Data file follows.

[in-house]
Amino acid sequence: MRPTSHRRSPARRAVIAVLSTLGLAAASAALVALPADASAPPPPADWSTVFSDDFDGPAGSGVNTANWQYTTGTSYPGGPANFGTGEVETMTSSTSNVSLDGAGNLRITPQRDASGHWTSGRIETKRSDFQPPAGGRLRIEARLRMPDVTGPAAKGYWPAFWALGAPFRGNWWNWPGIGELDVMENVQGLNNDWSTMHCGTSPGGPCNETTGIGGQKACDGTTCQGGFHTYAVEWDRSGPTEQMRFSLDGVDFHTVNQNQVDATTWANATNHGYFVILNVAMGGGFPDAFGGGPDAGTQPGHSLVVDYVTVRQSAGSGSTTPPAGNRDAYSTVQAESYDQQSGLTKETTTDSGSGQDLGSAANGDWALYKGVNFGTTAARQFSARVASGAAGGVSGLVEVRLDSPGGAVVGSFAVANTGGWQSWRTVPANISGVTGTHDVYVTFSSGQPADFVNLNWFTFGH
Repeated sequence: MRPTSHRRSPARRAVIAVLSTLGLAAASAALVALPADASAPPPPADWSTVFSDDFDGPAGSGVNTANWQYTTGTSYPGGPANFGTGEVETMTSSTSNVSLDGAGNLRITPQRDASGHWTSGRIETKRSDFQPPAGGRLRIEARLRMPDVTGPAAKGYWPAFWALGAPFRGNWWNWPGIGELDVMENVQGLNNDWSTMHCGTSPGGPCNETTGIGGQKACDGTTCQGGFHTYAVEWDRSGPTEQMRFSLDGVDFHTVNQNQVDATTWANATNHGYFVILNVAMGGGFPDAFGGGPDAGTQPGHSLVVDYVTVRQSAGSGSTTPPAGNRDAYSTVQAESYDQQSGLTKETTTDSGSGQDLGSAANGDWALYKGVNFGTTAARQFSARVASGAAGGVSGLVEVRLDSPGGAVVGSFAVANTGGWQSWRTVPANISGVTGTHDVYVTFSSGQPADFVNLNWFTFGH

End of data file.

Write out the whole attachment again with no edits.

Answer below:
[in-house]
Amino acid sequence: MRPTSHRRSPARRAVIAVLSTLGLAAASAALVALPADASAPPPPADWSTVFSDDFDGPAGSGVNTANWQYTTGTSYPGGPANFGTGEVETMTSSTSNVSLDGAGNLRITPQRDASGHWTSGRIETKRSDFQPPAGGRLRIEARLRMPDVTGPAAKGYWPAFWALGAPFRGNWWNWPGIGELDVMENVQGLNNDWSTMHCGTSPGGPCNETTGIGGQKACDGTTCQGGFHTYAVEWDRSGPTEQMRFSLDGVDFHTVNQNQVDATTWANATNHGYFVILNVAMGGGFPDAFGGGPDAGTQPGHSLVVDYVTVRQSAGSGSTTPPAGNRDAYSTVQAESYDQQSGLTKETTTDSGSGQDLGSAANGDWALYKGVNFGTTAARQFSARVASGAAGGVSGLVEVRLDSPGGAVVGSFAVANTGGWQSWRTVPANISGVTGTHDVYVTFSSGQPADFVNLNWFTFGH
Repeated sequence: MRPTSHRRSPARRAVIAVLSTLGLAAASAALVALPADASAPPPPADWSTVFSDDFDGPAGSGVNTANWQYTTGTSYPGGPANFGTGEVETMTSSTSNVSLDGAGNLRITPQRDASGHWTSGRIETKRSDFQPPAGGRLRIEARLRMPDVTGPAAKGYWPAFWALGAPFRGNWWNWPGIGELDVMENVQGLNNDWSTMHCGTSPGGPCNETTGIGGQKACDGTTCQGGFHTYAVEWDRSGPTEQMRFSLDGVDFHTVNQNQVDATTWANATNHGYFVILNVAMGGGFPDAFGGGPDAGTQPGHSLVVDYVTVRQSAGSGSTTPPAGNRDAYSTVQAESYDQQSGLTKETTTDSGSGQDLGSAANGDWALYKGVNFGTTAARQFSARVASGAAGGVSGLVEVRLDSPGGAVVGSFAVANTGGWQSWRTVPANISGVTGTHDVYVTFSSGQPADFVNLNWFTFGH